Sometimes your cat's instincts could work against him, particularly this time of year. All across the country, warmer months become prime time for high-rise syndrome, a term veterinarians use to describe the trend of pets—usually cats—falling from open high-rise windows, fire escapes, or balconies.
The open-window allure of fresh air and passing birds, butterflies, and leaves is virtually irresistible to cats, creatures that instinctively want to chase or pounce on attractions just outside of the window. "People think cats won't fall or jump, that they have an instinct warning them not to jump. This is a fallacy," explains Louise Murray, DVM, vice president of the American Society for the Prevention of Cruelty to Animals' Bergh Memorial Animal Hospital in New York City.
When cats fall from higher places, they don't land squarely on their feet, setting them up for a specific set of injuries. And it doesn't take falling from the 20th story to incur major injuries. In fact, falling from a one- or two-story building could be more dangerous because the cat doesn't have as much time to position her body to fall correctly, the ASPCA notes.
In fact, Dr. Murray's hospital sees three to five cases of high-rise syndrome a week, injuries that often feature multiple broken legs, a fractured pelvis and jaw, ruptured lungs, a split roof of the mouth, and other pricey and painful problems. "A cat has no way of knowing they're five or 20 stories up," Dr. Murray adds. "Their instincts actually work against them. Curiosity killed the cat is probably most accurate for this situation."
A fall from a high-rise can be fatal, but surviving cats often face orthopedic surgery, ICU care, and oxygen.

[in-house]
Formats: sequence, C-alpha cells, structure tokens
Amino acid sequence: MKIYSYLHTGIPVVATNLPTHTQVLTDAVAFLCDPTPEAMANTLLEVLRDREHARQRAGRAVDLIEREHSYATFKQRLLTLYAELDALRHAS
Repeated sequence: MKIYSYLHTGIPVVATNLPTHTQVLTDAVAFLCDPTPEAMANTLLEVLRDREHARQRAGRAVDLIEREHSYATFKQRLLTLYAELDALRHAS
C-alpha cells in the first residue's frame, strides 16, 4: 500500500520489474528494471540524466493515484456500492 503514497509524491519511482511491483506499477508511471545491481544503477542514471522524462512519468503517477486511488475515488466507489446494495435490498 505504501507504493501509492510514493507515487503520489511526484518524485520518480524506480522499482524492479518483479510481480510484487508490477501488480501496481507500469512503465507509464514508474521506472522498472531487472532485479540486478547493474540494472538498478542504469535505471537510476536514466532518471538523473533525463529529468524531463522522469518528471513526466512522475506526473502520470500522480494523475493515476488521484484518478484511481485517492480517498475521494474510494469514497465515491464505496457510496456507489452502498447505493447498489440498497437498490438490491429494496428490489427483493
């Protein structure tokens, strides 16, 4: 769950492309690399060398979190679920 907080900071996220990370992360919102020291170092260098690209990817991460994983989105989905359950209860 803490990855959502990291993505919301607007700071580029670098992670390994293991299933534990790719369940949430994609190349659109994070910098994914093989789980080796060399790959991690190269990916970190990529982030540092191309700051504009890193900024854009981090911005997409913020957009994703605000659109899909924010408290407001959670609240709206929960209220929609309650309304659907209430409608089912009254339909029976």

Although many high-rise syndrome victims can be saved with prompt medical attention, it's clear from a financial and wellness standpoint that it's best avoided altogether. If your cat does fall from a window, rush to its aid—being in the unfamiliar street below could prompt the cat to scurry away, if physically able.
The 5 Ways to Protect Your Cat from High-Rise Syndrome:
1. Install snug and sturdy screens in all your windows.
2. If you have adjustable screens, make sure they are tightly wedged into window frames.
3. Don't rely on childproof window guards—cats can slip through them.
4. Keep cats indoors to protect them from additional dangers, such as cars, other animals, and disease. If you want to give them outdoor stimulation, look into screen enclosures for backyards and terraces.
5. Don't assume cats will know better or learn their lesson. "They'll do it more than once," Dr. Murray explains. "Once they hit the ground, they have no idea what happened, they probably don't even remember it. We've seen cats that have fallen out of windows several times."
Published on: May 6, 2013
Updated on: May 6, 2013